What is Dyslexia?
Dyslexia refers to a constellation of symptoms that make it harder to process information while reading. Word recognition, decoding, and spelling are affected. Experts estimate that about 15% of all Americans suffer from dyslexia to some degree. However, young people with dyslexia may have difficulty expressing the problems they are having. Educators must be alert to the signs of dyslexia so the issue can be treated and the student's potential can be cultivated.
What Are the Signs of Dyslexia in the Classroom?
Students with undiagnosed dyslexia typically suffer from poor confidence during classroom tasks like reading aloud and taking spelling tests. They read slowly and may seem to have difficulty comprehending material at their age-based reading level. They often develop behaviors to avoid situations that are problematic for them. Students may avoid speaking up in class, act out to disrupt stressful situations, or develop low self-esteem – feeling that they "can't" learn.
What Are the Types of Dyslexia?
There are several different types of dyslexia, which can affect children and adult learners:
- Developmental Dyslexia: Developmental dyslexia is associated with problems in hormonal development, nutrition, and other factors in the early years of childhood. It can diminish over time with appropriate care and is most typical in boys.
- Primary Dyslexia: Primary dyslexia is caused by a dysfunction of the cerebral cortex and is hereditary. Students with primary dyslexia will typically see limited improvement and must develop healthy coping strategies for the disorder as they age.
- Traumatic Dyslexia: Traumatic dyslexia is caused by injury to the head. Those who are suffering traumatic dyslexia often see marked improvements with prompt, appropriate therapy. This form of dyslexia is most common in adult students.
Although "dyslexia" refers to a specific reading disorder, not all reading disorders are dyslexia. Further, there are other similar learning challenges, such as dysgraphia, which impacts motor and cognitive function related to writing, and dyscalculia, which impacts mathematical ability. Parents should be alerted to potential signs of dyslexia so a diagnosis can be made.
How is Dyslexia Diagnosed?
Suspected sufferers of dyslexia can be tested at any age. The specific tests used will vary based on the known symptoms and the patient's age. A range of assessments can test for issues in written and oral expression and understanding, cognitive processing, and intellectual development. Tests are typically conducted and evaluated by a team of experts. Tests for other issues that are frequently mistaken for dyslexia, such as ADHD, may be included.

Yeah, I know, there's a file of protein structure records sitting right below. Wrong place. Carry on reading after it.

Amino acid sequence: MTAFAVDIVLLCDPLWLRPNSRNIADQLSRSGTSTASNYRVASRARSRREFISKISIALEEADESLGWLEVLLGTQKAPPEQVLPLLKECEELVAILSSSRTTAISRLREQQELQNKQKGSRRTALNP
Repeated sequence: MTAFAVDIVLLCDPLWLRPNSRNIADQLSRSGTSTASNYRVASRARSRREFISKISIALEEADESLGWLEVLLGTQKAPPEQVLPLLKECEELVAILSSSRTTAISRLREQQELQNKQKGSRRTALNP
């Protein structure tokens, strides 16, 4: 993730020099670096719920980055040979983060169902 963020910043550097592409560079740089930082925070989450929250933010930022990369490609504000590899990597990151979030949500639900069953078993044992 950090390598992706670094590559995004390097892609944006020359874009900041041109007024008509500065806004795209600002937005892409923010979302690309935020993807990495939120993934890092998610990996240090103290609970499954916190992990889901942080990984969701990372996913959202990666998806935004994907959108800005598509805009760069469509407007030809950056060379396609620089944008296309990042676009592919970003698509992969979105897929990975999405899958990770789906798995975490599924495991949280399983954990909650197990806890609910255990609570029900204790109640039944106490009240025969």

How is Dyslexia Treated?
Early identification is critical to maximizing a dyslexic student's educational achievement. Ongoing therapy can help many students attain reading and writing skills very similar to those of their peers. A focus on reading, writing, and drawing at home and in the classroom will also help students develop their capabilities. Structured language instruction should incorporate tactile, visual, and auditory stimuli. These sensory connections can assist students in retaining vocabulary.
How Can You Support Dyslexic Students?
Dyslexic students can benefit from a wide range of accommodations in the classroom. Oral testing is often helpful. Students may need additional time for written assignments and note-taking. Parents should be encouraged to explore technology, such as voice recognition software, that will help students to learn and participate in lessons in multiple ways.
One of the most important aspects of supporting students with dyslexia is helping them to gain confidence in their own ability to learn. This is true across the age spectrum but is especially key for elementary- and middle-school-aged children. Be sensitive to dyslexic students' concerns and be sure to respond if they are bullied. When teachers help dyslexic students foster positive self-esteem, the sky is the limit!
If you wish to learn more about dyslexia, consult these resources:
- Dyslexia Information
- Dyslexia Caucus
- Dyslexia Resources
- Dissecting Dyslexia
- Dyslexia Information for Educators
- What is Dyslexia?
- Dyslexia Help Resource Database
- Definition, Treatment, and Quick Facts for Dyslexia
- Louisiana Center for Dyslexia and Related Learning Disorders
- About Dyslexia and Science
- Dyslexia and the Brain
- Understanding Dyslexia
- Brain Scans May Help to Diagnose Dyslexia
- Less Brain Tissue Not to Blame for Dyslexia
- Dyslexia Facts
- Not All Reading Disorders are Dyslexia
- Dyslexia in the Immersion Classroom
- Youth and Dyslexia
- Dyslexia Diagnosis, Symptoms, and Treatment
- The Dyslexia Foundation